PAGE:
Thanks to all who entered stories in the 2016 takahē Short Story Competition. With that deadline behind you, it is time to pick up your pen, get out your laptop. Finish off and send a submission to firstname.lastname@example.org for the first online issue of takahē magazine – takahē 87 – which will appear on this website in August.
The new online publication of takahē is a special opportunity for those who like to write longer stories, as we can accommodate stories up to 5000 words. Longer is not necessarily better, though, so make every word count. Give us depth. Give us complexity. Give us freshness. Make us want more.
Christchurch author Nod Ghosh is the Guest Fiction writer for the first online issue. You will have read her insightful, even magical stories in previous issues of takahē. I look forward to seeing what she has for us this time.
Submissions for the online issue takahē 87 will need to be received by 1 July 2016, at the very latest.
Any day now, the latest print issues of takahē – our 86th – will be arriving in mailboxes across the country. Hurrah!
Those of you who keep a regular eye on this website may have already seen some of our online content – all thirty-one book reviews for example, or the stunning art (cover and other) by Lisa Walker, or the sample fiction and poetry from Rachel Smith, Meagan France, Jenny Powell and Robert McLean. Or maybe you’ve read our Essays Editor’s Editorial piece, and taken a moment with your cup of coffee to wonder about the ins and outs of putting a magazine like takahē together, and keeping it a lively and satisfying read.
Of course, to get the full content of the magazine, you need to subscribe …
I was critiquing a story and suggested to the writer that the ending didn’t work.
‘But that really happened,’ she said. I replied that real events don’t always – or even often – make good fiction. When talking to friends about what’s been going on in our lives we tend to frame things in a particular way, embellish this, exaggerate that, so as to add interest to what we’re saying.
This is even more important when creating fiction. We might start from personal experience but we craft a piece as we write it, we wrap it in meaning, we add structure and significance.
Writers of fiction also produce works that have no basis in their own lives. But for these to work there has to be a connection between the writer and the work: the story expresses an emotion the writer feels or once felt.
Some of the short stories in takahe 86 (the April 2016 issue) are clearly based on personal experience. Some less so or not at all. Either way I hope you enjoy them.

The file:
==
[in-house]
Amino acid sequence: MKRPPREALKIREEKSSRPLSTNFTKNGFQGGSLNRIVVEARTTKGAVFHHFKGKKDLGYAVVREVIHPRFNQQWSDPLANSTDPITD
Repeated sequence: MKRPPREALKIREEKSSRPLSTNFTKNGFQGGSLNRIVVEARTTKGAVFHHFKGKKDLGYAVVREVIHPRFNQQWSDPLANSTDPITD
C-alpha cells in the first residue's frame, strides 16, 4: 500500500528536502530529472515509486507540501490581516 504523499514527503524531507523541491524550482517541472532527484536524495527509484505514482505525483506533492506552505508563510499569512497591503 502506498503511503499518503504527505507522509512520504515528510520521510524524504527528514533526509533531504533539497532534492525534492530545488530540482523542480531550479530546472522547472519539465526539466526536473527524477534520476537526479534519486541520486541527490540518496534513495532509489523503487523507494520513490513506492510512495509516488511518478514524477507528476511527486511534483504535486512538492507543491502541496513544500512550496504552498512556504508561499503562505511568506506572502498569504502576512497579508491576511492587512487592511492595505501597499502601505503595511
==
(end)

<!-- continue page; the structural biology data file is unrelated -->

DEADLINE (POST-MARKED) THURSDAY 31st MARCH
TAKE ACTION NOW. As expected the stories are rolling in – we are a popular competition. If you don’t enter you can’t possibly win! (we are clever but not that clever). Imagine the thrill if it is your well crafted, creative and compelling story that stands out. You have just enough time to re-read your work. TIP: If it bugs you it will bug someone else, trust yourself and make the change. Borrow ten dollars from the rainy day piggy-bank, fill out the entry form (printing clearly so I don’t have to keep asking my son to decipher the writing) and pop all in an envelope and post – bingo.
The very good news is that you have better odds of winning than if you spent the money on a lotto ticket.
All the very best for the competition.
Why does takahē publish reviews? Because, like the content of the magazine, reviews reflect on the creative and critical endeavours of our various and varied communities. And why do the reviewers write the reviews? Certainly not for the kudos or the coin! No. In keeping with takahē’s mission, reviewers keep the reflective conversations amongst us – writers, readers, listeners and publishers – flowing. And why do YOU read reviews? Please feel free to add to this conversation – email@example.com
At their best, reviewers are a generous and searching breed, eyes and ears attentively tuned to the themes, aims and intentions plied by diverse writers. They will comb a text and – frequently scrutinising the wider context – proceed to compare and critique it against earlier works by the author concerned, and/or with works by other writers. In doing so, reviewers will often snare our attention, prompt questions and promote curiosity about a writer’s goals and progress. Indeed a considered review can function in many ways. Most reviewers aim to share and inform with their findings. Their observations and evaluations may encourage writers and foster dialogue. Their critiques can also operate like open letters to publishers concerning not only content, but also matters of editing and design. How many layouts (be it of poetry, prose or academia) achieve alliances of form and content? For some effective collaborations of content and design have a look at the number of small presses reviewed in takahē 86, particularly Giant Sparrow Press (Wellington) and the Black Doris Press (Port Chalmers).
Like the distinctive current of contemporary writing, the little and large world of Aotearoa New Zealand publishing has matured significantly, at long last addressing silences and imbalances and genuinely embracing diversities and differences. In a world that has (as that man said) neither certitude nor peace, let’s hope these ‘conversations’ continue to flow and increase.